Windows Packets And TOS
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Thread: Windows Packets And TOS

  1. #1
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    Windows Packets And TOS

    I made a strange observation, every windows packet no matter what has TOS value in the packet
    as interactive, which means windows packets always get preference over other packets during
    routing.Is that not unfair ???

  2. #2
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    Hey Hey,

    I'm not sure what you mean by interactive... Can't say I've heard that word mentioned with reference to the ToS field.

    Here's a brief run down on the subject. The ToS field was never really utilized as intended.... leaving it open for manufacturers and ISPs to use as they please.

    The result (originally) was IP Precedence was commonly used... This used the first three bits of the field (which is 8 bits long)... You then had 8 options from best effort delivery up to a guarenteed delivery. Now the more common way is to use something called DSCP (Differentiated Services Code Point)... WIth this you use the last 6 bits of the field and you have 64 options (0 - 63)...

    There's also a layer 2 precedence type setting called Class of Service (CoS)... This is set in the 802.1q tag using 802.1p (prioritization).. it uses 8 options (0 - 7) and is transfered to layer 3 TOS as IP Precedence (when you do the math you can see that IP Precedence and DSCP can be directly linked due to the over lapping bits).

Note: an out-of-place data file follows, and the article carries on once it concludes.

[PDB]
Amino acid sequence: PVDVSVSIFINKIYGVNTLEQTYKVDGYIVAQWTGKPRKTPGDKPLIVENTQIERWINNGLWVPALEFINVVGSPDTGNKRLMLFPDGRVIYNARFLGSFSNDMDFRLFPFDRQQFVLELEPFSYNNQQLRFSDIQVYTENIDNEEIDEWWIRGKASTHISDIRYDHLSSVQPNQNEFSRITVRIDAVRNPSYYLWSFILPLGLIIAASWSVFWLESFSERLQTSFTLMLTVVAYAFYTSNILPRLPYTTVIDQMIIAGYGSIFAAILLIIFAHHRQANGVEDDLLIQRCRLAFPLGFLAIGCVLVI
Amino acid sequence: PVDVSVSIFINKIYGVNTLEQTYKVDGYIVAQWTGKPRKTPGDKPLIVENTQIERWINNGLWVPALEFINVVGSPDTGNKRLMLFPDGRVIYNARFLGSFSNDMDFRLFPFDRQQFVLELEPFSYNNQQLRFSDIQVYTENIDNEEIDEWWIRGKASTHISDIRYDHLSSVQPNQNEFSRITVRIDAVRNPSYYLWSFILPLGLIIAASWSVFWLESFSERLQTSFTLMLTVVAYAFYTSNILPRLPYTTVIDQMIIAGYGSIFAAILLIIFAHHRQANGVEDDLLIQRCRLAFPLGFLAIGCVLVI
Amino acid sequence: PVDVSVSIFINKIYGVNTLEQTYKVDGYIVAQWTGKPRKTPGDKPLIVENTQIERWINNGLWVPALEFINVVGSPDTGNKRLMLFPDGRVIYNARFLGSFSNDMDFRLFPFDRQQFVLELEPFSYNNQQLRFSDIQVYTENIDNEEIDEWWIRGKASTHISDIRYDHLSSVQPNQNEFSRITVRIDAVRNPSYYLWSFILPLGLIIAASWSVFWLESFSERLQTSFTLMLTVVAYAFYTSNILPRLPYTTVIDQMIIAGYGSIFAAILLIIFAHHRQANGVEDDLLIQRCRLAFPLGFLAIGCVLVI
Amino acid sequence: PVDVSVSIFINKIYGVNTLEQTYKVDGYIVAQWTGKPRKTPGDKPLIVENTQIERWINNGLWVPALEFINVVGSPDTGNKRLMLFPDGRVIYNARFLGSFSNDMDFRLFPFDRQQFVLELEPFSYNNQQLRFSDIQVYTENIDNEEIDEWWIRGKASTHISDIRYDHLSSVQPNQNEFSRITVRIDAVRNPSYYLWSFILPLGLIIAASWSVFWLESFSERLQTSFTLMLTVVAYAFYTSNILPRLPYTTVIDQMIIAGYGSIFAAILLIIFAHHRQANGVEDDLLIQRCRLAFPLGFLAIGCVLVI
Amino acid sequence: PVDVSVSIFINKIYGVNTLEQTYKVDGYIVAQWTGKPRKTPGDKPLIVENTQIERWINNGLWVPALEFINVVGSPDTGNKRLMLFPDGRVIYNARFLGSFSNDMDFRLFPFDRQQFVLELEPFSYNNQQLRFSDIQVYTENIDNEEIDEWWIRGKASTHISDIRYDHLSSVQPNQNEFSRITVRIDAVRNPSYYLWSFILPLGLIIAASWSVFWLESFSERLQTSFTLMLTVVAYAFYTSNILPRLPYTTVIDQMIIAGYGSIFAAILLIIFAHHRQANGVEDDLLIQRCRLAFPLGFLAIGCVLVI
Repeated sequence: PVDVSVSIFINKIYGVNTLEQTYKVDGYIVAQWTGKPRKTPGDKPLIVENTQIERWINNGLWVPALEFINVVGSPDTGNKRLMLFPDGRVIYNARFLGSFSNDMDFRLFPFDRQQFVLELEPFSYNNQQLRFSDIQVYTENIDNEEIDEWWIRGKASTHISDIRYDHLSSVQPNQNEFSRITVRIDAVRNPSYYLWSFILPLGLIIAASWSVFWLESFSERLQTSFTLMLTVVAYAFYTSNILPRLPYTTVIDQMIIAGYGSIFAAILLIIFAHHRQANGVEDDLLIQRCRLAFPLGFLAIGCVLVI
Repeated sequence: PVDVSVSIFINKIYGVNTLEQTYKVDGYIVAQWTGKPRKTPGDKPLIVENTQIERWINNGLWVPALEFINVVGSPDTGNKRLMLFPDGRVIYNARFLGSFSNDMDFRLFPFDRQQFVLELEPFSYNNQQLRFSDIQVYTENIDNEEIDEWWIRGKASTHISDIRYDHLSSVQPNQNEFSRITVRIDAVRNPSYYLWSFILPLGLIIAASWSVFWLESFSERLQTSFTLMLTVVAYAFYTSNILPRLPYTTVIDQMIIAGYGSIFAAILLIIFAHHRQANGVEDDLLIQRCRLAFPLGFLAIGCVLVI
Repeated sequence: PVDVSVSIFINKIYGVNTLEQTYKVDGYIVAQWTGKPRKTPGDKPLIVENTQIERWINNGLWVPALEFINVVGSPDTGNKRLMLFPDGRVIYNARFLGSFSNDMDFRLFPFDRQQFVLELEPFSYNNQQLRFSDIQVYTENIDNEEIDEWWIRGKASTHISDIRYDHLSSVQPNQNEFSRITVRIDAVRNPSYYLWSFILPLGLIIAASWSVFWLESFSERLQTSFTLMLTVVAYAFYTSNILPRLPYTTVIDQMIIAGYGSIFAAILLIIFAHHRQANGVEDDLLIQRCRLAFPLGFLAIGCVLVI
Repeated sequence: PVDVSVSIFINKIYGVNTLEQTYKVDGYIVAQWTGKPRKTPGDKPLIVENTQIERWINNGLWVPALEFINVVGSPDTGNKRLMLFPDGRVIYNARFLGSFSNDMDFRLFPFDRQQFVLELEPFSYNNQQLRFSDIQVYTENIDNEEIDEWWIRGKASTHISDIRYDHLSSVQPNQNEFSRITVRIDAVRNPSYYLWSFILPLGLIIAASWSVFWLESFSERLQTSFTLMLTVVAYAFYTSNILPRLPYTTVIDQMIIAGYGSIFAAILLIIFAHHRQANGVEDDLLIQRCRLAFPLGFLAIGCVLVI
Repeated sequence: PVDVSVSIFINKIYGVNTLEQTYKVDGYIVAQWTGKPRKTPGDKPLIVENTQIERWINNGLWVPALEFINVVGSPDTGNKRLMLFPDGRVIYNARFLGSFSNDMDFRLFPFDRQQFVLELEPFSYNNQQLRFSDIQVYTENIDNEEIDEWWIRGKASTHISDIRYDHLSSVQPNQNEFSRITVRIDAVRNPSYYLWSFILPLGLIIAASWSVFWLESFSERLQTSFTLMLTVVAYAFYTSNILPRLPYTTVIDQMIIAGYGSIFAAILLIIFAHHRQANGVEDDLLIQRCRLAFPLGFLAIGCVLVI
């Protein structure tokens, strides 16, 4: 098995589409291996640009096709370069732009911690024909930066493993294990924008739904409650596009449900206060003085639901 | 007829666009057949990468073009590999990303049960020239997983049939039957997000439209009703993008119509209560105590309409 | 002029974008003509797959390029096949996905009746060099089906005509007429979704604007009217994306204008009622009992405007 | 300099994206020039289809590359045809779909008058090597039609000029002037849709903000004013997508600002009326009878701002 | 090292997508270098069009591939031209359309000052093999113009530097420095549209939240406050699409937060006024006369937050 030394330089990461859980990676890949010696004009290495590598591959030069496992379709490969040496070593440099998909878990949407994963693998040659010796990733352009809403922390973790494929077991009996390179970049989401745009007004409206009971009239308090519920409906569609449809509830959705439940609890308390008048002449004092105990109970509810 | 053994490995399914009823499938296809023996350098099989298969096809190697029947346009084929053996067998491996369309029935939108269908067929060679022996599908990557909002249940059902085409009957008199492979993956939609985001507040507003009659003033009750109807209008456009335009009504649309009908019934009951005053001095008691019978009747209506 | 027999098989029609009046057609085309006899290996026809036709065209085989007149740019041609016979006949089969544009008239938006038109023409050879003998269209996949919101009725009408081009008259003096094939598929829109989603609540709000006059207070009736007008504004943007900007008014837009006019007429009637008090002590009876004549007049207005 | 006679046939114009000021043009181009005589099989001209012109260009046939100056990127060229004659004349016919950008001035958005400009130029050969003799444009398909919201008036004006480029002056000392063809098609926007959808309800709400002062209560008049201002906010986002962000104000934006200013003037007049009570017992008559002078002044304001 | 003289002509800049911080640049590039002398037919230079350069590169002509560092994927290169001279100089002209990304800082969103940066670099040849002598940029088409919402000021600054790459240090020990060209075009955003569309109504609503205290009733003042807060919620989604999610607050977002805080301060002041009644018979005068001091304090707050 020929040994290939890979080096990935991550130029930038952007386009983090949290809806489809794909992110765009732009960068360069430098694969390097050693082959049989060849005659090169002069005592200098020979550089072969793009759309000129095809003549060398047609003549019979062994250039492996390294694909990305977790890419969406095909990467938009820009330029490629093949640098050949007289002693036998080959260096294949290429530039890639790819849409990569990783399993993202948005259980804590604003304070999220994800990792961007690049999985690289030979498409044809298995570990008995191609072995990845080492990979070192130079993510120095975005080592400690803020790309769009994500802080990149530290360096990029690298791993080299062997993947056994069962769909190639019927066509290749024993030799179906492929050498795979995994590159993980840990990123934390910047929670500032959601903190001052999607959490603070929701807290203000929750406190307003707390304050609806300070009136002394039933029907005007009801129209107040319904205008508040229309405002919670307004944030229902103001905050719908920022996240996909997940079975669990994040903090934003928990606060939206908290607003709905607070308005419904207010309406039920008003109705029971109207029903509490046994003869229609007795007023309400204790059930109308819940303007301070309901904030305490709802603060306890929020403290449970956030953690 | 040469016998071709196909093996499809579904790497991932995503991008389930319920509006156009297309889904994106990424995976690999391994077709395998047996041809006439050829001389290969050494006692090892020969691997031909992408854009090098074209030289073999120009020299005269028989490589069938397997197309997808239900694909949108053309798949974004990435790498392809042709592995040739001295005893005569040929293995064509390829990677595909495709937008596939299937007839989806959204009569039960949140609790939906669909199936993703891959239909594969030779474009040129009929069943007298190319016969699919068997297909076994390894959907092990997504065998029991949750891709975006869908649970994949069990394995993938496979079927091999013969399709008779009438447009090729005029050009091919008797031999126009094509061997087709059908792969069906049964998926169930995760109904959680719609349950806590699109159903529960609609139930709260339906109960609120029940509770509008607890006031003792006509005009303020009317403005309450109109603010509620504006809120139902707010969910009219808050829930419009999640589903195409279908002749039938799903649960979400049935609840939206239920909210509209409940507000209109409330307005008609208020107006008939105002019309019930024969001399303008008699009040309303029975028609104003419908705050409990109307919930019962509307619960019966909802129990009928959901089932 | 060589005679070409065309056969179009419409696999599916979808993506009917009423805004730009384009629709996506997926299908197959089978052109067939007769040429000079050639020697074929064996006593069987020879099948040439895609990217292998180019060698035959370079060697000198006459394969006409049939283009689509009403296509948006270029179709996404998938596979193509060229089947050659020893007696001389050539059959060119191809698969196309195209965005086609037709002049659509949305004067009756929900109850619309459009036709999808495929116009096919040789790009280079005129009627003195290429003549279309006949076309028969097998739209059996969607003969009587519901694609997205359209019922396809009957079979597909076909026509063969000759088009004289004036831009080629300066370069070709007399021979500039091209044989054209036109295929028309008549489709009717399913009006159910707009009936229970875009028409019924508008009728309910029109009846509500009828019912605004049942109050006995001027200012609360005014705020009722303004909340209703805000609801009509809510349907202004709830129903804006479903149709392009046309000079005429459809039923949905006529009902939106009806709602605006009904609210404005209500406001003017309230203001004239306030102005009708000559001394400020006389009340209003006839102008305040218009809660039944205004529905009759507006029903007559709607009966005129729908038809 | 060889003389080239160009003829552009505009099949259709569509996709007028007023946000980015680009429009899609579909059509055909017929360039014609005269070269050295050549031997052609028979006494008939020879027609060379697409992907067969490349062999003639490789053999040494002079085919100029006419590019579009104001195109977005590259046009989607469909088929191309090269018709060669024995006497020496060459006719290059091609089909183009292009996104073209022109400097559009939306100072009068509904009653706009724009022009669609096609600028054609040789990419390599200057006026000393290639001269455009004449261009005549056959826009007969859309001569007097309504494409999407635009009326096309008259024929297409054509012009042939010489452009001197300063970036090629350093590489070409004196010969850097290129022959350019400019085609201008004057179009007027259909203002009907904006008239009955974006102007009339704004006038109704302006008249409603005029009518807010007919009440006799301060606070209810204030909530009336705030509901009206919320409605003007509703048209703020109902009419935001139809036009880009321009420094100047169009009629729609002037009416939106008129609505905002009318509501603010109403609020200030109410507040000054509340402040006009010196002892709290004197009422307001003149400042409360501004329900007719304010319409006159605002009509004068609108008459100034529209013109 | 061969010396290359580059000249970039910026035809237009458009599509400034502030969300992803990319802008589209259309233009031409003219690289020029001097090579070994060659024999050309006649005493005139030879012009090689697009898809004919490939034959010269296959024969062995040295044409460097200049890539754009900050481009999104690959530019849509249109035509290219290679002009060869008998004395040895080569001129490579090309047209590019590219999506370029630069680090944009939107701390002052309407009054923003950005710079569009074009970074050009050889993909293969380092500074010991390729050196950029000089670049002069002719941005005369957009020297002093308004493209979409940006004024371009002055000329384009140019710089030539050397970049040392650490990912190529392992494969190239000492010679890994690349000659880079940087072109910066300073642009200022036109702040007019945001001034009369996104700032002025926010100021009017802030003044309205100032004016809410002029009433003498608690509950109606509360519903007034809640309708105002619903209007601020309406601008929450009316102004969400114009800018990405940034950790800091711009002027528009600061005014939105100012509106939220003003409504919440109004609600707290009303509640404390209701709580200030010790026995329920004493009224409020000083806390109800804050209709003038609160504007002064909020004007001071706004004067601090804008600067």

These are only supported by switches (CoS) and routers (IP Prec/DSCP) that are configured to handle them... There are a few options that you can set on switches (primarily because anyone that bought a 802.1q compliant card could give themselves a higher priority)... A Switch can accept the set value, can set it's own value if no value is set, or override a set value and return it to 0/reset it. This is primarily used these days for integrated voice, video, data... You have to ensure certain bandwidth to certain applications...

    To sum it all up... having a certain bit set in your TOS field in the IP Header doesn't mean anything.. It depends on the configuration of all the devices in the path that that packet will travel.

    Peace,
    HT
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    Picture this then

    Linux pays attention to TOS field especially when it is configured as a gateway.
    So windows packets will always get preference hogging the Un!x machines!!!.

    We need to turn off the TOS-Routing option in the kernel during a kernel rebuild.

    http://www.cs.helsinki.fi/linux/linu...1-22/0386.html

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    Originally posted here by warl0ck7
    Picture this then

    Linux pays attention to TOS field especially when it is configured as a gateway.
    So windows packets will always get preference hogging the Un!x machines!!!.

    We need to turn off the TOS-Routing option in the kernel during a kernel rebuild.

    http://www.cs.helsinki.fi/linux/linu...1-22/0386.html
    Hey Hey,